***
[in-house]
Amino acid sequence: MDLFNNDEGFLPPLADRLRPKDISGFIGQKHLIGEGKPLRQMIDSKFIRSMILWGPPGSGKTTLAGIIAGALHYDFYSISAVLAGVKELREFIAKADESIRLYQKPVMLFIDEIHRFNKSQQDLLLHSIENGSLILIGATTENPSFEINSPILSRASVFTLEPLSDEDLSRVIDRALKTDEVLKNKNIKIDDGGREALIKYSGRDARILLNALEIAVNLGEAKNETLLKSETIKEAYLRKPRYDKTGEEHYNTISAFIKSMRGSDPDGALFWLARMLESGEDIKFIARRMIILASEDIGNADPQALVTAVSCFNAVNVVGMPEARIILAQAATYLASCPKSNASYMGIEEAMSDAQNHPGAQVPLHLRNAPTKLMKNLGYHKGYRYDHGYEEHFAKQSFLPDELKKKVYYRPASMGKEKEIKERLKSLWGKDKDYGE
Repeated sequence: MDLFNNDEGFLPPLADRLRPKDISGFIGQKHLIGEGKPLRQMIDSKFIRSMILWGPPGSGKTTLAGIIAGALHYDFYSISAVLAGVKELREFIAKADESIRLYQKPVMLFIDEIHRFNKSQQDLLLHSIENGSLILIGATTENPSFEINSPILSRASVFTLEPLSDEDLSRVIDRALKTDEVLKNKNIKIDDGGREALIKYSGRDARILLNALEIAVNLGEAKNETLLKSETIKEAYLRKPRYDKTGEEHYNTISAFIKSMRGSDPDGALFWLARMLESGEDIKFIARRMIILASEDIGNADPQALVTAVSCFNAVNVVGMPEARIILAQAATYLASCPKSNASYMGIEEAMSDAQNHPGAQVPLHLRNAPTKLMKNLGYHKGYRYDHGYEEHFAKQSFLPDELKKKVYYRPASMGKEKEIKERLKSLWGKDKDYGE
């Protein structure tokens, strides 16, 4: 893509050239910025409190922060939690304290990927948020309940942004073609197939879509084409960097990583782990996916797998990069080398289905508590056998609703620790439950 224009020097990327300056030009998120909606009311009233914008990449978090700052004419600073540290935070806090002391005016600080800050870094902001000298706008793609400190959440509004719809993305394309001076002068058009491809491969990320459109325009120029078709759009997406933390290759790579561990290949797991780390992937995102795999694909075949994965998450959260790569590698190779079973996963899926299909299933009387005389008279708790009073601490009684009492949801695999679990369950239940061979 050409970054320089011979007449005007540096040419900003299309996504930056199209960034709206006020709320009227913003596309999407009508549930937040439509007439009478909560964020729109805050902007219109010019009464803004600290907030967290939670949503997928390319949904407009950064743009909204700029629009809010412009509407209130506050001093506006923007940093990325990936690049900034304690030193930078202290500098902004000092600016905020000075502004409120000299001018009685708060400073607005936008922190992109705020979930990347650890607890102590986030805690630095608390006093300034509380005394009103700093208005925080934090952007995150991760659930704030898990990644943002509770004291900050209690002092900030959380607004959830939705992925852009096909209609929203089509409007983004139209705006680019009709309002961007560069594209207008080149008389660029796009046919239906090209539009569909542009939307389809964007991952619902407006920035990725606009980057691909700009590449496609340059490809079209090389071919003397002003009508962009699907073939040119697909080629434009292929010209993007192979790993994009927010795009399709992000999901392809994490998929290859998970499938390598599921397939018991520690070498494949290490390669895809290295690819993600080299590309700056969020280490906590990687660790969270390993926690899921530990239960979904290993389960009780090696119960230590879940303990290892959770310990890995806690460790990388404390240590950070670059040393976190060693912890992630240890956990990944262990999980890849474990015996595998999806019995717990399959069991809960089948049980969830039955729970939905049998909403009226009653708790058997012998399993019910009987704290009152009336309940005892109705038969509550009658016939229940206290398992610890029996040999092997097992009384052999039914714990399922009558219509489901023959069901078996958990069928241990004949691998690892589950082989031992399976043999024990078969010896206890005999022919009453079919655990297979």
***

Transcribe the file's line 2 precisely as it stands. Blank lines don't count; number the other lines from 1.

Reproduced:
Amino acid sequence: MDLFNNDEGFLPPLADRLRPKDISGFIGQKHLIGEGKPLRQMIDSKFIRSMILWGPPGSGKTTLAGIIAGALHYDFYSISAVLAGVKELREFIAKADESIRLYQKPVMLFIDEIHRFNKSQQDLLLHSIENGSLILIGATTENPSFEINSPILSRASVFTLEPLSDEDLSRVIDRALKTDEVLKNKNIKIDDGGREALIKYSGRDARILLNALEIAVNLGEAKNETLLKSETIKEAYLRKPRYDKTGEEHYNTISAFIKSMRGSDPDGALFWLARMLESGEDIKFIARRMIILASEDIGNADPQALVTAVSCFNAVNVVGMPEARIILAQAATYLASCPKSNASYMGIEEAMSDAQNHPGAQVPLHLRNAPTKLMKNLGYHKGYRYDHGYEEHFAKQSFLPDELKKKVYYRPASMGKEKEIKERLKSLWGKDKDYGE